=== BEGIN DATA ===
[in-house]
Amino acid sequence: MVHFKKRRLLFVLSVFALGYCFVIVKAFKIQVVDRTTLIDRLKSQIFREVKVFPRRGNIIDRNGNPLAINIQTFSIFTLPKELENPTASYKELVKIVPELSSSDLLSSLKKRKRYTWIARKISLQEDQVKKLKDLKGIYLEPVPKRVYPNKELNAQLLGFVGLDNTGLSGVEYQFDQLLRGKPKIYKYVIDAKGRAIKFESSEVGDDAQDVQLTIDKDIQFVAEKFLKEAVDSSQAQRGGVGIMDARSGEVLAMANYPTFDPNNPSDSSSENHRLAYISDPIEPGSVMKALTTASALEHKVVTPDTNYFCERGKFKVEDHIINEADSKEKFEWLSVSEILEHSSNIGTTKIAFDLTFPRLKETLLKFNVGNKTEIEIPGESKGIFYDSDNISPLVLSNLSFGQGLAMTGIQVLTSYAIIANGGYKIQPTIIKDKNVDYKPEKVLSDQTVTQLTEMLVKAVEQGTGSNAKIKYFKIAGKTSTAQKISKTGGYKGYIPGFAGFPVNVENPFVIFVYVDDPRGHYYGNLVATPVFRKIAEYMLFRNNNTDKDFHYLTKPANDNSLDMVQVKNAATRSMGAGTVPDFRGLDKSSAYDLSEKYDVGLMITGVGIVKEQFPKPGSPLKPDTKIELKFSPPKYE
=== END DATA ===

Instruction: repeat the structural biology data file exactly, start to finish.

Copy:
[in-house]
Amino acid sequence: MVHFKKRRLLFVLSVFALGYCFVIVKAFKIQVVDRTTLIDRLKSQIFREVKVFPRRGNIIDRNGNPLAINIQTFSIFTLPKELENPTASYKELVKIVPELSSSDLLSSLKKRKRYTWIARKISLQEDQVKKLKDLKGIYLEPVPKRVYPNKELNAQLLGFVGLDNTGLSGVEYQFDQLLRGKPKIYKYVIDAKGRAIKFESSEVGDDAQDVQLTIDKDIQFVAEKFLKEAVDSSQAQRGGVGIMDARSGEVLAMANYPTFDPNNPSDSSSENHRLAYISDPIEPGSVMKALTTASALEHKVVTPDTNYFCERGKFKVEDHIINEADSKEKFEWLSVSEILEHSSNIGTTKIAFDLTFPRLKETLLKFNVGNKTEIEIPGESKGIFYDSDNISPLVLSNLSFGQGLAMTGIQVLTSYAIIANGGYKIQPTIIKDKNVDYKPEKVLSDQTVTQLTEMLVKAVEQGTGSNAKIKYFKIAGKTSTAQKISKTGGYKGYIPGFAGFPVNVENPFVIFVYVDDPRGHYYGNLVATPVFRKIAEYMLFRNNNTDKDFHYLTKPANDNSLDMVQVKNAATRSMGAGTVPDFRGLDKSSAYDLSEKYDVGLMITGVGIVKEQFPKPGSPLKPDTKIELKFSPPKYE